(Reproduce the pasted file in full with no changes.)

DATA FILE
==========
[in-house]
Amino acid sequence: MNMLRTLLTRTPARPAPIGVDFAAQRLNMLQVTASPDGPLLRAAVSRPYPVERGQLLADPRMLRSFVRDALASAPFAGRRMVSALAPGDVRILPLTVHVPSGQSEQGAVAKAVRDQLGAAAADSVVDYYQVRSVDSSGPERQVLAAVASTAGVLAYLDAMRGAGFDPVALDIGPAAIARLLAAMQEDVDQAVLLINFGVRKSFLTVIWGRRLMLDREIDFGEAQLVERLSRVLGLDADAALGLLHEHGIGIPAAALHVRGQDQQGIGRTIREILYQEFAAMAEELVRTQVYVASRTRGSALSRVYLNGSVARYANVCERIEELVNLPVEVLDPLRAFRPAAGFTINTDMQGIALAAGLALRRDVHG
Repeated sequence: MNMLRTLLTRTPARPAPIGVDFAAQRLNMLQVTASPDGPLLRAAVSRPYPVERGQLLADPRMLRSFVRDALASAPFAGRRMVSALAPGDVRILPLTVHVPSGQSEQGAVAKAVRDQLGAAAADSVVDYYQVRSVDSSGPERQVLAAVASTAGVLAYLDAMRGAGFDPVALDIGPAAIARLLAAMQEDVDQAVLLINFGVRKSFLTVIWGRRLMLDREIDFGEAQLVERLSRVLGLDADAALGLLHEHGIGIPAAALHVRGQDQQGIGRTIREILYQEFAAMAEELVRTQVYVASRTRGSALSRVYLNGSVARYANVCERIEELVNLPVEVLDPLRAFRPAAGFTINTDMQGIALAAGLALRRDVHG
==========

[in-house]
Amino acid sequence: MNMLRTLLTRTPARPAPIGVDFAAQRLNMLQVTASPDGPLLRAAVSRPYPVERGQLLADPRMLRSFVRDALASAPFAGRRMVSALAPGDVRILPLTVHVPSGQSEQGAVAKAVRDQLGAAAADSVVDYYQVRSVDSSGPERQVLAAVASTAGVLAYLDAMRGAGFDPVALDIGPAAIARLLAAMQEDVDQAVLLINFGVRKSFLTVIWGRRLMLDREIDFGEAQLVERLSRVLGLDADAALGLLHEHGIGIPAAALHVRGQDQQGIGRTIREILYQEFAAMAEELVRTQVYVASRTRGSALSRVYLNGSVARYANVCERIEELVNLPVEVLDPLRAFRPAAGFTINTDMQGIALAAGLALRRDVHG
Repeated sequence: MNMLRTLLTRTPARPAPIGVDFAAQRLNMLQVTASPDGPLLRAAVSRPYPVERGQLLADPRMLRSFVRDALASAPFAGRRMVSALAPGDVRILPLTVHVPSGQSEQGAVAKAVRDQLGAAAADSVVDYYQVRSVDSSGPERQVLAAVASTAGVLAYLDAMRGAGFDPVALDIGPAAIARLLAAMQEDVDQAVLLINFGVRKSFLTVIWGRRLMLDREIDFGEAQLVERLSRVLGLDADAALGLLHEHGIGIPAAALHVRGQDQQGIGRTIREILYQEFAAMAEELVRTQVYVASRTRGSALSRVYLNGSVARYANVCERIEELVNLPVEVLDPLRAFRPAAGFTINTDMQGIALAAGLALRRDVHG